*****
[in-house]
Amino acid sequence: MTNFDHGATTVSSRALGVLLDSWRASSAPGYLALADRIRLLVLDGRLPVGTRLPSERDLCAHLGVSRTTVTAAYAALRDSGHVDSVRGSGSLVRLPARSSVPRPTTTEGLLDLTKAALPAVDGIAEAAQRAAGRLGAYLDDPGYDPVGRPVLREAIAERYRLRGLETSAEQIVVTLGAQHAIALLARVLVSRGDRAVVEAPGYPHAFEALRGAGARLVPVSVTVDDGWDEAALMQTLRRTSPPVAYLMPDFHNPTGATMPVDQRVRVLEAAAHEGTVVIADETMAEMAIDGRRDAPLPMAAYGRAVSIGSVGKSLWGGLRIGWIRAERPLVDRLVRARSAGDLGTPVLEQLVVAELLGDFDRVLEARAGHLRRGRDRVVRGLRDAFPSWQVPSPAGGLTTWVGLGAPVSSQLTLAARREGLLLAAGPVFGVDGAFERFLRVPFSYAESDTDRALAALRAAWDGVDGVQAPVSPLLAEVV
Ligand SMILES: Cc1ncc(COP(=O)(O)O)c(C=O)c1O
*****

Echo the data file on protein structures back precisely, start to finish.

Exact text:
[in-house]
Amino acid sequence: MTNFDHGATTVSSRALGVLLDSWRASSAPGYLALADRIRLLVLDGRLPVGTRLPSERDLCAHLGVSRTTVTAAYAALRDSGHVDSVRGSGSLVRLPARSSVPRPTTTEGLLDLTKAALPAVDGIAEAAQRAAGRLGAYLDDPGYDPVGRPVLREAIAERYRLRGLETSAEQIVVTLGAQHAIALLARVLVSRGDRAVVEAPGYPHAFEALRGAGARLVPVSVTVDDGWDEAALMQTLRRTSPPVAYLMPDFHNPTGATMPVDQRVRVLEAAAHEGTVVIADETMAEMAIDGRRDAPLPMAAYGRAVSIGSVGKSLWGGLRIGWIRAERPLVDRLVRARSAGDLGTPVLEQLVVAELLGDFDRVLEARAGHLRRGRDRVVRGLRDAFPSWQVPSPAGGLTTWVGLGAPVSSQLTLAARREGLLLAAGPVFGVDGAFERFLRVPFSYAESDTDRALAALRAAWDGVDGVQAPVSPLLAEVV
Ligand SMILES: Cc1ncc(COP(=O)(O)O)c(C=O)c1O